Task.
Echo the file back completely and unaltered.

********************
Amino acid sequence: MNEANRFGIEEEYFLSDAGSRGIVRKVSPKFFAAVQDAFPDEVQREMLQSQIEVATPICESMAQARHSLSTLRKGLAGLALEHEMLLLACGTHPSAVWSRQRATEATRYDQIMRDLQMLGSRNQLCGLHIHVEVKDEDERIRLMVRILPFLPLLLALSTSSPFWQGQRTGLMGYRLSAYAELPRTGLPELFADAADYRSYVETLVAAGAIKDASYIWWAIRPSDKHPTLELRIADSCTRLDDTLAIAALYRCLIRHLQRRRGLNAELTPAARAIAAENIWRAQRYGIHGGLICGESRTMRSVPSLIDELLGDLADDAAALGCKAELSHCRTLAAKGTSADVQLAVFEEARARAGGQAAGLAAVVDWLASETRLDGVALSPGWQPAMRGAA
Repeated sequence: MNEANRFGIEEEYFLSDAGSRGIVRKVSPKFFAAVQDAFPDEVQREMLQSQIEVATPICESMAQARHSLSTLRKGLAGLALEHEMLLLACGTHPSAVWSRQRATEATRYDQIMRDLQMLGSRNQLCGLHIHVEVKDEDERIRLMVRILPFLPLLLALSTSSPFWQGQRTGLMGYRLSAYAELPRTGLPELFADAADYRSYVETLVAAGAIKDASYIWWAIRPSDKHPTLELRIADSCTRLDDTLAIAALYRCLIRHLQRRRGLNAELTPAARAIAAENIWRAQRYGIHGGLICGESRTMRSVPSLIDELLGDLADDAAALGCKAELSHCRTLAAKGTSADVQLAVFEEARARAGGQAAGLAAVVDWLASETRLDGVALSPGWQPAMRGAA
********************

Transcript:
Amino acid sequence: MNEANRFGIEEEYFLSDAGSRGIVRKVSPKFFAAVQDAFPDEVQREMLQSQIEVATPICESMAQARHSLSTLRKGLAGLALEHEMLLLACGTHPSAVWSRQRATEATRYDQIMRDLQMLGSRNQLCGLHIHVEVKDEDERIRLMVRILPFLPLLLALSTSSPFWQGQRTGLMGYRLSAYAELPRTGLPELFADAADYRSYVETLVAAGAIKDASYIWWAIRPSDKHPTLELRIADSCTRLDDTLAIAALYRCLIRHLQRRRGLNAELTPAARAIAAENIWRAQRYGIHGGLICGESRTMRSVPSLIDELLGDLADDAAALGCKAELSHCRTLAAKGTSADVQLAVFEEARARAGGQAAGLAAVVDWLASETRLDGVALSPGWQPAMRGAA
Repeated sequence: MNEANRFGIEEEYFLSDAGSRGIVRKVSPKFFAAVQDAFPDEVQREMLQSQIEVATPICESMAQARHSLSTLRKGLAGLALEHEMLLLACGTHPSAVWSRQRATEATRYDQIMRDLQMLGSRNQLCGLHIHVEVKDEDERIRLMVRILPFLPLLLALSTSSPFWQGQRTGLMGYRLSAYAELPRTGLPELFADAADYRSYVETLVAAGAIKDASYIWWAIRPSDKHPTLELRIADSCTRLDDTLAIAALYRCLIRHLQRRRGLNAELTPAARAIAAENIWRAQRYGIHGGLICGESRTMRSVPSLIDELLGDLADDAAALGCKAELSHCRTLAAKGTSADVQLAVFEEARARAGGQAAGLAAVVDWLASETRLDGVALSPGWQPAMRGAA